With the exception of buying at a nearby farmer’s market, the chances of being able to get locally grown salad greens in the United States is still somewhat of a rarity. BrightFarms, which grows baby greens and herbs, saw an opportunity to bring local salad programs to supermarkets where nothing of this kind was previously available. “In the US most markets are selling no local salads and if they are it’s only for a few weeks,” says CEO Paul Lightfoot. “It’s a big opportunity because every customer wants local produce.” They have entered areas such as Rochelle, Illinois, Culpepper County, Virginia, Bucks County, Pennsylvania (the first location) and coming soon will be a location in Wilmington, Ohio. They build a greenhouse that only sells salads in that particular market. Product is available year round.
Defining local & not nearly enough of it
There’s no hard and fast rule about what constitutes ‘local’ for a community, although Lightfoot says their boundary is what they believe the consumer would feel was authentically local. “It turns out that different markets have different feelings about that,” he comments. In the Midwest where the population is more spread out, the region could be wider whereas in the more densely populated areas that could be a different number. “In general we try to keep most of our stores within 100 miles,” he says.
Lightfoot says the salad industry is almost like an oligarchy, with a handful of companies that control the salads shipped to supermarkets across the country, selling salad greens grown in Salinas or Yuma. “It’s hard to say why the industry evolved that way but it probably had more to do with very low cost water and land and particularly, low cost labor,” Lightfoot says. “Those things are no longer true like they once were: there is a brutal labor shortage, transportation costs are higher, water costs will likely rise. Climate and weather volatility have hampered the surety of supply.”
BrightFarms’ benefit is more consistent supply. Lightfoot points out when in the spring of 2017 Yuma ended early and Salinas started late, leaving weeks and weeks of poor quality or no supply of leafy greens. “That was a real challenge for supermarkets. That was a turning point moment where stores like Kroger’s in Chicago we service still got their shipments from us every day where (nothing was) on the shelf from the west coast.” It’s an important message he says supply is available whereas it wasn’t a few years ago.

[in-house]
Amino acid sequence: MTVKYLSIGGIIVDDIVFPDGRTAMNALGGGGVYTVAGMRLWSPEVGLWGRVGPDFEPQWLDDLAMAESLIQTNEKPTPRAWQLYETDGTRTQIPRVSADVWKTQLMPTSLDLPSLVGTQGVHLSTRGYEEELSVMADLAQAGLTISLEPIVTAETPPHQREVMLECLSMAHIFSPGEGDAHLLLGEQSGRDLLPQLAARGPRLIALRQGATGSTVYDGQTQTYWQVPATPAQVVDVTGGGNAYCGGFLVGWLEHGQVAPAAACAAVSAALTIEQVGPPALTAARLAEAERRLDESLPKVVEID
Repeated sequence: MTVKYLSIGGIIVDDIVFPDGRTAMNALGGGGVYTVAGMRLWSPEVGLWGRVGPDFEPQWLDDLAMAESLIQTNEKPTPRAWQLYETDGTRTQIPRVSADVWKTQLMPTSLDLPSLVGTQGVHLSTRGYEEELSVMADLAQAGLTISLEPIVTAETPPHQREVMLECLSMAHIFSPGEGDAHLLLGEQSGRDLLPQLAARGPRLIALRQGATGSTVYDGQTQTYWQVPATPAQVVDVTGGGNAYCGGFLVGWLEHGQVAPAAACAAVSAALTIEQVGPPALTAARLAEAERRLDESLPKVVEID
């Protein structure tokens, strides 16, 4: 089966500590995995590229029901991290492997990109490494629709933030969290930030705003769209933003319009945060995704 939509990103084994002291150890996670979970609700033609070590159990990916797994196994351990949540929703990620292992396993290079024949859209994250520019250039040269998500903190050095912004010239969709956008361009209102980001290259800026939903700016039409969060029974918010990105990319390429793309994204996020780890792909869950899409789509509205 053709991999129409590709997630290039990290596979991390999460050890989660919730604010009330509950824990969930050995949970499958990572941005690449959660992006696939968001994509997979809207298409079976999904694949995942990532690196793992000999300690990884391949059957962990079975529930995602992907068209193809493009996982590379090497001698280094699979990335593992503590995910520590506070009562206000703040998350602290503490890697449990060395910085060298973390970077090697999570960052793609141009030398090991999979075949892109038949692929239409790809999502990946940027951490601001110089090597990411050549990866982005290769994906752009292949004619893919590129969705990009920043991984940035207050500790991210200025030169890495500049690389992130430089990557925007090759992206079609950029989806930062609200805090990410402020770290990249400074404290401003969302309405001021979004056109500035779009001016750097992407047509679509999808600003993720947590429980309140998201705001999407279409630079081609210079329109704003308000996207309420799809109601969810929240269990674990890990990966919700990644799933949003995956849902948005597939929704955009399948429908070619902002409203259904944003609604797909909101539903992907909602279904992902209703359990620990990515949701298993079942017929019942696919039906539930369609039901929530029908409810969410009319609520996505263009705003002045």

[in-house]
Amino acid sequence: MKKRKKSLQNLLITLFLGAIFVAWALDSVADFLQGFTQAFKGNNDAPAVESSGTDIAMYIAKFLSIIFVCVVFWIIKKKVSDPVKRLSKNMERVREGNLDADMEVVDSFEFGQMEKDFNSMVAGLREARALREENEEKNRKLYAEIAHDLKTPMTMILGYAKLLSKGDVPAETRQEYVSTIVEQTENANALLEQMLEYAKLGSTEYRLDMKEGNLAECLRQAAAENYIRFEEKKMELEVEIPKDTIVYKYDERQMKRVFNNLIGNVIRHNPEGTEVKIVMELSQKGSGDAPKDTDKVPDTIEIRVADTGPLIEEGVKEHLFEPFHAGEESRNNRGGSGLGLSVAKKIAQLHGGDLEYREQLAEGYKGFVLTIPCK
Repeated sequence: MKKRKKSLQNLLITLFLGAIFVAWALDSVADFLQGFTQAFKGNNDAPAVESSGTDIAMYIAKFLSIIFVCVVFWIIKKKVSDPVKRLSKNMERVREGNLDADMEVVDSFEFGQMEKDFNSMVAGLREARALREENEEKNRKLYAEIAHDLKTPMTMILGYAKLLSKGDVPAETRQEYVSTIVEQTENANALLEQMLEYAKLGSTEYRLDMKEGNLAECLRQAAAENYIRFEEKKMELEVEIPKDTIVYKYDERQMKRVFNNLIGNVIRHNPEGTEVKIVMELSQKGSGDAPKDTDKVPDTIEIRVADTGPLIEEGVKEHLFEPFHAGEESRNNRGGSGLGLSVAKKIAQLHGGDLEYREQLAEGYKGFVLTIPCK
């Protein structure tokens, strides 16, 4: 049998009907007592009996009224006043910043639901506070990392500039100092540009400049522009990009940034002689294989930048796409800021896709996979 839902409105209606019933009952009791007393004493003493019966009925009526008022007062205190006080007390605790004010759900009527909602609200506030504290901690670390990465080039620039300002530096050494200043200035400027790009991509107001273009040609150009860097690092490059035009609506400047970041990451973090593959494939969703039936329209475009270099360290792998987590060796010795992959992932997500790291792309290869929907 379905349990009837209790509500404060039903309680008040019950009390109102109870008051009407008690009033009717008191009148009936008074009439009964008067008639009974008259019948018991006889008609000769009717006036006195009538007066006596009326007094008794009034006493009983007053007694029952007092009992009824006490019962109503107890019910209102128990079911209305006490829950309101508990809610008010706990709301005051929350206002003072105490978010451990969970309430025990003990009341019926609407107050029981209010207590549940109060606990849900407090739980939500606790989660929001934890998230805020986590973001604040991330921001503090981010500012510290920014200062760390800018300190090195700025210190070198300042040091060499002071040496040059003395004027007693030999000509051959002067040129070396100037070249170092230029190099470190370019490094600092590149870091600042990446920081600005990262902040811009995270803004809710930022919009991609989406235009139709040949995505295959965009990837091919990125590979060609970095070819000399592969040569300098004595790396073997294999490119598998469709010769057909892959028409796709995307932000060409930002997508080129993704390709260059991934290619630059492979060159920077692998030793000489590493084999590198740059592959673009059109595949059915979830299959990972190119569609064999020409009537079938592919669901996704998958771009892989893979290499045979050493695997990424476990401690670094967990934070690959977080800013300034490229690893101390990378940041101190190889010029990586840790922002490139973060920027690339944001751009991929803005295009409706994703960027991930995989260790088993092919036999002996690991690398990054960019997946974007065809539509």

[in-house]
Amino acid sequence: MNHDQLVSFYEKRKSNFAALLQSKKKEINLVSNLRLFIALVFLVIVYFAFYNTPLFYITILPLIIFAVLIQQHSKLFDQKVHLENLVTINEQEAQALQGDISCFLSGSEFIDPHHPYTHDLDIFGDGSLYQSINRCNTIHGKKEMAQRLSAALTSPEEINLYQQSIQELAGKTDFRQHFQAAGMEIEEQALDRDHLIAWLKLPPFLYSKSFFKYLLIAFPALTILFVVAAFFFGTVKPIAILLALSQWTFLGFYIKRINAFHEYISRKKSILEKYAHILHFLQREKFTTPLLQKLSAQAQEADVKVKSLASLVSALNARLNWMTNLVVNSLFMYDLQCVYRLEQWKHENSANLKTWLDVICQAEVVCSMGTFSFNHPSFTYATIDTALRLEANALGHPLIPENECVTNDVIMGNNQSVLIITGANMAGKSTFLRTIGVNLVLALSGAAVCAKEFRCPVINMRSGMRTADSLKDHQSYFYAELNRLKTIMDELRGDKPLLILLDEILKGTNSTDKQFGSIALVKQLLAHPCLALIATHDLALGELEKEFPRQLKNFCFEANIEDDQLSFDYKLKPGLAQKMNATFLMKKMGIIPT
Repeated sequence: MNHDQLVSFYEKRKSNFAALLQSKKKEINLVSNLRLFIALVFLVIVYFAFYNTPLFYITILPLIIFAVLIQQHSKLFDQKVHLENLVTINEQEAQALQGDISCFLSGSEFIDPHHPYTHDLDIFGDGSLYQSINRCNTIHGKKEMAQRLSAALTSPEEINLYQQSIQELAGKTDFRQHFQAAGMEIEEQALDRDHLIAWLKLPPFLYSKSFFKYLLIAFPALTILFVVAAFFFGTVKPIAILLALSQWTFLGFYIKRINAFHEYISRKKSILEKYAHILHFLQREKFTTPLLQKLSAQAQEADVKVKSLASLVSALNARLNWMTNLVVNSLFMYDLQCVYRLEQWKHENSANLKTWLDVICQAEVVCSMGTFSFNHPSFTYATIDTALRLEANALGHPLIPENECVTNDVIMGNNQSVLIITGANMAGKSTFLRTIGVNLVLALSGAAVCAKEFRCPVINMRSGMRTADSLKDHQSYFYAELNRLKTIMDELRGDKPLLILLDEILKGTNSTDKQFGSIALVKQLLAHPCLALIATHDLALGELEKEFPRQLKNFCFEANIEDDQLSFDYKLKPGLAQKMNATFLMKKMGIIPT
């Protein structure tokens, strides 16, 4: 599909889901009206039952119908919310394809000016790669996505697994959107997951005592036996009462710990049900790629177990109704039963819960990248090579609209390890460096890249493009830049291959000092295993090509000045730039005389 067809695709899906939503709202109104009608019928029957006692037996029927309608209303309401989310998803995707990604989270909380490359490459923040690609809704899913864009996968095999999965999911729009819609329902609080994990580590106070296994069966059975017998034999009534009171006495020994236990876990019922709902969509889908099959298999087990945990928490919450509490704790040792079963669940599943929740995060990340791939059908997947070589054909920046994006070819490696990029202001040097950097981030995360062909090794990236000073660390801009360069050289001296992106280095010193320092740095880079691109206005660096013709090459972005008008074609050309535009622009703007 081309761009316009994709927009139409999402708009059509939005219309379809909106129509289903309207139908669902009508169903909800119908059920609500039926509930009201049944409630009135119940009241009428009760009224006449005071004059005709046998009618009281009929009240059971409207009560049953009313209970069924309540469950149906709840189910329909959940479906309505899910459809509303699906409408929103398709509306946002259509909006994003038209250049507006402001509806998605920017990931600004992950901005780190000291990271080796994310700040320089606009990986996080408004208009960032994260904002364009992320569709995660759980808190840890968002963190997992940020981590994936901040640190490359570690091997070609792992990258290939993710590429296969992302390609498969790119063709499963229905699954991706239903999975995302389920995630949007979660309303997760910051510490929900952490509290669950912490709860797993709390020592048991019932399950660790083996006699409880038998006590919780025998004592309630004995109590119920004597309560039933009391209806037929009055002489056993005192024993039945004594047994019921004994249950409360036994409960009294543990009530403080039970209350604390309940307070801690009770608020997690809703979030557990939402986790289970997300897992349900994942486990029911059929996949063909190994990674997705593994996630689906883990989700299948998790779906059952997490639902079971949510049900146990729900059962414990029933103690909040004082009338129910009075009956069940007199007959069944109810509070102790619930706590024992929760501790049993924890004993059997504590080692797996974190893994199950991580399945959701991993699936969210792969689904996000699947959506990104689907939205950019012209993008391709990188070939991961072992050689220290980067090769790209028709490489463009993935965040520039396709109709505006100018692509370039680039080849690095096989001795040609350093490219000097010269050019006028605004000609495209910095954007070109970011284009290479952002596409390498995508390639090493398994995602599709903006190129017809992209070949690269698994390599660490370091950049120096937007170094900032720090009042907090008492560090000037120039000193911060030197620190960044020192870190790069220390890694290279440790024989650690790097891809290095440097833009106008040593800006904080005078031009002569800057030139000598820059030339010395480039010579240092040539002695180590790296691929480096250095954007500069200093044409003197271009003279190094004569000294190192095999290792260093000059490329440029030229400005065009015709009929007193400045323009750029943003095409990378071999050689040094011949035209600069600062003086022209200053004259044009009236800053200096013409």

Packaging can be tailored to the retailer with branding and even creation of new products. Lightfoot says one of their Kroger stores expressed an interested in basil and more varieties of the herb. “In the past it was hard to talk to a farmer because of the length of the supply chain and too many intermediaries but for us Nick, who’s a grower in Illinois, listened to the market and within weeks he was trialing out varieties and then a few weeks after that we were bringing it in for the customer to evaluate and they chose what they wanted.” Two varieties of the basil were added. Everything grown in the greenhouses is pesticide-free – no conventional pesticides are used, or organic.
There are around 10 – 15 plants growing for 12 different products (such as blends, or greens that are standalone). Turnaround is very fast. In the summer kale was coming off every two weeks but Lightfoot says nothing takes longer than three to four weeks to grow and harvest. Uniquely, BrightFarms is also able to attract a stable and reliable workforce and pays a living wage. They’re not reliant on staff with farming backgrounds but employees are trained to work within their systems.
Consumption and demand has “been fabulous.” Something he says he couldn’t have predicted was that when they enter a salad category, sales have lifted even though it’s taking up the same amount of shelf space. “There are consumers in stores that want local but may not have been salad purchasers before. So we’re bringing new consumers into the salad category and overall salad sales in our stores are rising. It’s been great to have that experience.”
It could be that more consumers want local now than organic, Lightfoot believes (60 percent vs 32 percent who prefer organic, when comparing equal quality and no price differential, according to the Food Marketing Institute’s The Power of Produce 2017 report). With the scarcity of local salad availability Lightfoot hopes to continue to create more partnerships to get people the local salads that customers want. “We’re undersupplying the demand for now and trying as hard as we can to get more supply.”
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